8. 8. at 1KB intervals. We also implemented a utility that Long Term Fragmentation With 10 MB Objects looks for the locations of these markers on a raw 40 device in a way that is robust to page headers and other Database 35 artifacts of the storage system. In other words, the Filesystem 30 Fragments/object utility measures fragmentation in the same way 25 regardless of whether the objects are stored in the 20 filesystem or the database. We ran our utility against 15 an NTFS volume to check that it reported figures that 10 agreed with the NTFS fragmentation report. 5 The degradation in read performance for 256K, 0 512K, and 1MB BLOBS is shown in Figure 2. Each 0 1 2 3 4 5 6 7 8 9 10 storage age (2 and 4) corresponds to the time necessary Storage Age for the number of updates, inserts, or deletes to be N Figure 3: For large objects, NTFS deals with times the number of objects in our store since the bulk fragmentation more effectively than SQL server. load (storage age 0) shown in Figure 1. Fragmentation “Storage Age” is the average number of times under NTFS begins to level off over time. SQL each object has been replaced with a newer Server’s fragmentation increases almost linearly over version. An object in a contiguous region on disk time and does not seem to be approaching any has 1 fragment. asymptote. This is dramatically the case with very large (10MB) objects as seen in Figure 3. This suggests that NTFS is indeed approaching an We also ran our load generator against an asymptote in Figure 3. artificially and pathologically fragmented NTFS Figure 4 shows the degradation in write volume. We found that fragmentation slowly decreased performance as storage age increases. In both database over time. The best-effort attempt to allocate and filesystems, the write throughput during bulk load contiguous space actually defragments such volumes. is much better than read throughput immediately afterward. This is not surprising, as the storage systems can simply append each new file to the end of Read Throughput After Two Overwrites allocated storage, avoiding seeks during bulk load. On 12 Database the other hand, the read requests are randomized, incur 10 Filesystem the overhead of at least one seek. After bulk load, the write performance of SQL Server degrades quickly, 8 while the NTFS write performance numbers are MB/sec 6 slightly better than its read performance. 4 Note that these write performance numbers are not directly comparable to the read performance numbers 2 in Figures 1 and 2. Read performance is measured after 0 fragmentation, while write performance is the average 256K 512K 1M performance during fragmentation. To be clear, the Object Size “storage age four” write performance is the average Read Throughput After Four Overwrites write throughput between the read measurements 10 Database labeled “bulk load” and “storage age two.” Similarly, 9 Filesystem 8 512K Write Throughput Over Time 7 20 6 Database MB/sec 18 5 Filesystem 16 4 14 3 12 MB/sec 2 10 1 8 0 6 256K 512K 1M 4 Object Size 2 Figure 2: Fragmentation causes read performance 0 to degrade over time. The filesystem is less After bulk load (zero) Two Storage Age Four affected by this than SQL Server. Over time NTFS outperforms SQL Server when objects are Figure 4: Although SQL Server quickly fills a larger than 256KB. volume with data, performance suffers when existing objects are replaced. 8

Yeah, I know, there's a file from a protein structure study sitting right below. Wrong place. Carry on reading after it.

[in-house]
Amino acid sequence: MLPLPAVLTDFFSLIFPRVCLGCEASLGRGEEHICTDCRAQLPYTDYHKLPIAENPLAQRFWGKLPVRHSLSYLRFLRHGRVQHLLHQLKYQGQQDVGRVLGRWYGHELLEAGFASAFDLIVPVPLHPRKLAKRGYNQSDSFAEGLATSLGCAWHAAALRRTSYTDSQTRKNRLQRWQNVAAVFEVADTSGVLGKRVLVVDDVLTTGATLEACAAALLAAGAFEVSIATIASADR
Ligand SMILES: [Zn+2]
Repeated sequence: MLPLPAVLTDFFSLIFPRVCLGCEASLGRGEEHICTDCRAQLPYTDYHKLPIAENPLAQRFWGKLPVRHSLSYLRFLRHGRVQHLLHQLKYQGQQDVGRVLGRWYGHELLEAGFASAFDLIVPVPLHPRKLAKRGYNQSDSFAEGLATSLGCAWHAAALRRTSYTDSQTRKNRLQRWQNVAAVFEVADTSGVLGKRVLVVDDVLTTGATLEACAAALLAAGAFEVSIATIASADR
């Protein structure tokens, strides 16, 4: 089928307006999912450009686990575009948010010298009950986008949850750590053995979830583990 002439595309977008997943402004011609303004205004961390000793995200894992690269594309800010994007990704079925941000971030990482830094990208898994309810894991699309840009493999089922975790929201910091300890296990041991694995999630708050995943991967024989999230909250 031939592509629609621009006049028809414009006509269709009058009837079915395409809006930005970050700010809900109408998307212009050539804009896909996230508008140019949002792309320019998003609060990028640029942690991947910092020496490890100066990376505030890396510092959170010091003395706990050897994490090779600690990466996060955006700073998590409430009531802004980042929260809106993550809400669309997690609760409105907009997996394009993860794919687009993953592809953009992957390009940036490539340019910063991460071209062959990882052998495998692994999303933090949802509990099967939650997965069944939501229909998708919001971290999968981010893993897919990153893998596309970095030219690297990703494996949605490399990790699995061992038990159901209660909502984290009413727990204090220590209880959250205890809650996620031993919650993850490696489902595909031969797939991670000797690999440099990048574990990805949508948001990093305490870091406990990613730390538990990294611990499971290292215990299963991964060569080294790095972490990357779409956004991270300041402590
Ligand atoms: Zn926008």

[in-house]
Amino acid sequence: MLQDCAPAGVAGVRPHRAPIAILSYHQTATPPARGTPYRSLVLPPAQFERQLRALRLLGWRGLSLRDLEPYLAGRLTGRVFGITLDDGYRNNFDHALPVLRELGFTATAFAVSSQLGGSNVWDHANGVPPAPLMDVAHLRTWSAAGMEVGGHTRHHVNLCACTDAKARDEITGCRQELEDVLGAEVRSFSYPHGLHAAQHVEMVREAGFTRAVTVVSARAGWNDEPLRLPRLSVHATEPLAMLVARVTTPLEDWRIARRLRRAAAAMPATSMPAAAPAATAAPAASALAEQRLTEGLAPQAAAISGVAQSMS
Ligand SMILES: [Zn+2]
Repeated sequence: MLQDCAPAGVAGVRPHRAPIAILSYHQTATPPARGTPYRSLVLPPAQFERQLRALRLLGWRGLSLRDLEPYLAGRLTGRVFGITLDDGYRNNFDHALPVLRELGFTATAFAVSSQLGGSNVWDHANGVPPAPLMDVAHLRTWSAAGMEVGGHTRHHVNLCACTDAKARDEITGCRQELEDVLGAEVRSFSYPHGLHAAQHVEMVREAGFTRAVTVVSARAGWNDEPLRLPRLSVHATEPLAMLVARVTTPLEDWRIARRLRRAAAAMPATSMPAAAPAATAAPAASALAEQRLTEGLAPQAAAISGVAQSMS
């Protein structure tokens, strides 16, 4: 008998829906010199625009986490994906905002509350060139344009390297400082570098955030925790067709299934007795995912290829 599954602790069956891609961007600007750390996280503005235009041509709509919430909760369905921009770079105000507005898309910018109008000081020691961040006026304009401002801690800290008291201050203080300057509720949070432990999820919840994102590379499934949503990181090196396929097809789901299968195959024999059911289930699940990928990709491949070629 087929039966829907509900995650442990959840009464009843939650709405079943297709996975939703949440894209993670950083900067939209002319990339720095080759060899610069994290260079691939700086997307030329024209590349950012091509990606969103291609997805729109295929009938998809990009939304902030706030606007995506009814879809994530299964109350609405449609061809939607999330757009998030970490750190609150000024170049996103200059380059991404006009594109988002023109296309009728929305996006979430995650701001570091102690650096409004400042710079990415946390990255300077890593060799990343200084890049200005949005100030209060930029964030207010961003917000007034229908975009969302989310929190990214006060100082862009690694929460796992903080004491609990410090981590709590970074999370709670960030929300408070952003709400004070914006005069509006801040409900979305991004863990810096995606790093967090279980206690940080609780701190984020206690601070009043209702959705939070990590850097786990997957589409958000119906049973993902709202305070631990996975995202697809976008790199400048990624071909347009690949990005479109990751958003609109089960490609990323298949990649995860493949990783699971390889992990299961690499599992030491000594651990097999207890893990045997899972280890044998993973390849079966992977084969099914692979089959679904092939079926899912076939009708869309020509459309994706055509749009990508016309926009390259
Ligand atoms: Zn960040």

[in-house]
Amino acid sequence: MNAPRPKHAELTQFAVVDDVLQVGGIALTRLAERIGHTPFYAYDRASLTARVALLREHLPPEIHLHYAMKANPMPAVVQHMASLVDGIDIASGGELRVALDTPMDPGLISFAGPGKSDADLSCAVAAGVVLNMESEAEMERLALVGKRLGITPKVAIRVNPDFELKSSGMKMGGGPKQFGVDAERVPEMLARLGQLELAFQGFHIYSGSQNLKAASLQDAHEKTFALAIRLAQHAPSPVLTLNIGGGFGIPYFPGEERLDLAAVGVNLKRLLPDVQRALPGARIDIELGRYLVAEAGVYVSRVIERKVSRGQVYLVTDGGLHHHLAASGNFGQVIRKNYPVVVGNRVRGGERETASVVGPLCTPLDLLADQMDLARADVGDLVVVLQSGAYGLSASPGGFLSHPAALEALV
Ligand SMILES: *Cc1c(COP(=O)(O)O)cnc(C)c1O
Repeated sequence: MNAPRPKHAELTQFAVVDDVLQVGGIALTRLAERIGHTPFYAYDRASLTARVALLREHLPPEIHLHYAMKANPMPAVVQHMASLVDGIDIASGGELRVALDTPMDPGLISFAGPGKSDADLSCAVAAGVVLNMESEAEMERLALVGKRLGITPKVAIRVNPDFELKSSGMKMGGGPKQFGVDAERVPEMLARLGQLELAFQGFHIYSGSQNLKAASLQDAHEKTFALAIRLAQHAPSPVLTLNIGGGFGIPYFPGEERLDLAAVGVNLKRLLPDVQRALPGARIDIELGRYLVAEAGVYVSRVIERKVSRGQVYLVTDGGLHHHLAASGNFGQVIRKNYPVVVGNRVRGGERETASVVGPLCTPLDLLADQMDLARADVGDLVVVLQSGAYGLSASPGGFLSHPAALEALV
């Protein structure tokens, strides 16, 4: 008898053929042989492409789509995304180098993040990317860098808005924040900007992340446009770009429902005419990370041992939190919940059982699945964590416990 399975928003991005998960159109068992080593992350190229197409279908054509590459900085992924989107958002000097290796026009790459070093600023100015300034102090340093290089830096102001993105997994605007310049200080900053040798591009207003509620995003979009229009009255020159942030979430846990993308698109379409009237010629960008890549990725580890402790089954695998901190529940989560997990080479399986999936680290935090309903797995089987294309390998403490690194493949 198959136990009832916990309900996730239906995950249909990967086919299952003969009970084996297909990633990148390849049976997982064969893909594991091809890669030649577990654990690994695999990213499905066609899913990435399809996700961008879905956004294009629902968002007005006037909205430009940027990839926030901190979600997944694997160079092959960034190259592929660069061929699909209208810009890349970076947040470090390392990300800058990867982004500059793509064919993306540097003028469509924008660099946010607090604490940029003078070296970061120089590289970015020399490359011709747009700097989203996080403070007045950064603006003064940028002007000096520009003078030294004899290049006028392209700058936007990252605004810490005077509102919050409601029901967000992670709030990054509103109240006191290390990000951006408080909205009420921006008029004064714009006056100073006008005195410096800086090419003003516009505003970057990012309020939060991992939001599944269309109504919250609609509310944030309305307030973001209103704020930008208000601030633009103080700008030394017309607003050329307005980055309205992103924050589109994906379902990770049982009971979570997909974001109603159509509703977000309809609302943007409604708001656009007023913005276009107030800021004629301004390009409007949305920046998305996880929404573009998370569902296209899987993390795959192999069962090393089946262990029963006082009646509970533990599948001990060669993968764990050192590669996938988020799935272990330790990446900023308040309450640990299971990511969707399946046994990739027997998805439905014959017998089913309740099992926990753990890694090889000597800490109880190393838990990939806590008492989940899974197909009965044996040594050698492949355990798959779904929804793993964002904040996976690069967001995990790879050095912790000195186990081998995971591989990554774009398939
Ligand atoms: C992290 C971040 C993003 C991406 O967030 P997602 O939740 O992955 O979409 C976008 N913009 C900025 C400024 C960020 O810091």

9. 9. the reported write performance for storage age four Database Fragmentation: Blob Distributions reflects average write performance between storage 40 ages two and four. Constant 35 Uniform The results so far indicate that as storage age 30 Fragments/object increases, the parity point where filesystems and 25 databases have comparable performance declines from 20 1MB to 256KB. Objects up to about 256KB are best 15 kept in the database; larger objects should be in the 10 filesystem. 5 To verify this, we attempted to run both systems 0 until the performance reached a steady state. 0 1 2 3 4 5 6 7 8 9 10 Figure 5 indicates that fragmentation converges to Storage Age four fragments per file, or one fragment per 64KB, in Filesystem Fragmentation: Blob Distributions both the filesystem and database. This is interesting 40 because our tests use 64KB write requests, again Constant 35 Uniform suggesting that the impact of write block size upon 30 Fragments/object fragmentation warrants further study. From this data, 25 we conclude that SQL Server indeed outperforms 20 NTFS on objects under 256KB, as indicated by 15 Figures 2 and 4. 10 5.3. Fragmentation effects of object size, 5 volume capacity, and write request size 0 0 1 2 3 4 5 6 7 8 9 10 Distributions of object size vary greatly from Storage Age application to application. Similarly, applications are Figure 6: Fragmentation for large (10MB) BLOBS deployed on storage volumes of widely varying size – increases slowly for NTFS but rapidly for SQL. particularly as disk capacity continues to increase. However objects of a constant size show no better This series of tests generated objects using a fragmentation performance than objects of sizes constant size distribution and compared performance chosen uniformly at random with the same when the sizes were uniformly distributed. Both sets average size. of objects had a mean size of 10MB. Intuition suggested that constant size objects prior storage benchmarks that make use of complex, should not lead to fragmentation. Deleting an initially accurate modeling of application workloads. This may contiguous object leaves a region of contiguous free well be due to the simple all-or-nothing access pattern space exactly the right size for any new object. As that avoids object extension and truncation, and our shown in Figure 6, our intuition was wrong. assumption that application code has not been carefully As long as the average object size is held constant tuned to match the underlying storage system. there is little difference between uniformly distributed The time it takes to run the experiments is and constant sized objects. This suggests that proportional to the volume’s capacity. When the entire experiments that use extremely simple size disk capacity (400GB) is used, some experiments take distributions can be representative of many different a week to complete. Using a smaller (although perhaps workloads. This contradicts the approach taken by unrealistic) volume size, allows more experiments; but how trustworthy are the results? Long Term Fragmentation With 256K Objects As shown in Figure 7, we found that volume size 4.5 Database does not really affect performance for larger volume 4 Filesystem sizes. However, on smaller volumes, we found that as 3.5 the ratio of free space to object size decreases, Fragments/object 3 2.5 performance degrades. 2 We did not characterize the exact point where this 1.5 becomes a significant issue. However, our results 1 suggest that the effect is negligible when there is 10% 0.5 free space on a 40GB volume storing 10MB objects, 0 0 1 2 3 4 5 6 7 8 9 10 which implies a pool of 400 free objects. With a 4GB Storage Age volume with a pool of 40 free objects, performance degraded rapidly. Figure 5: For small objects, the systems have similar fragmentation behavior. 9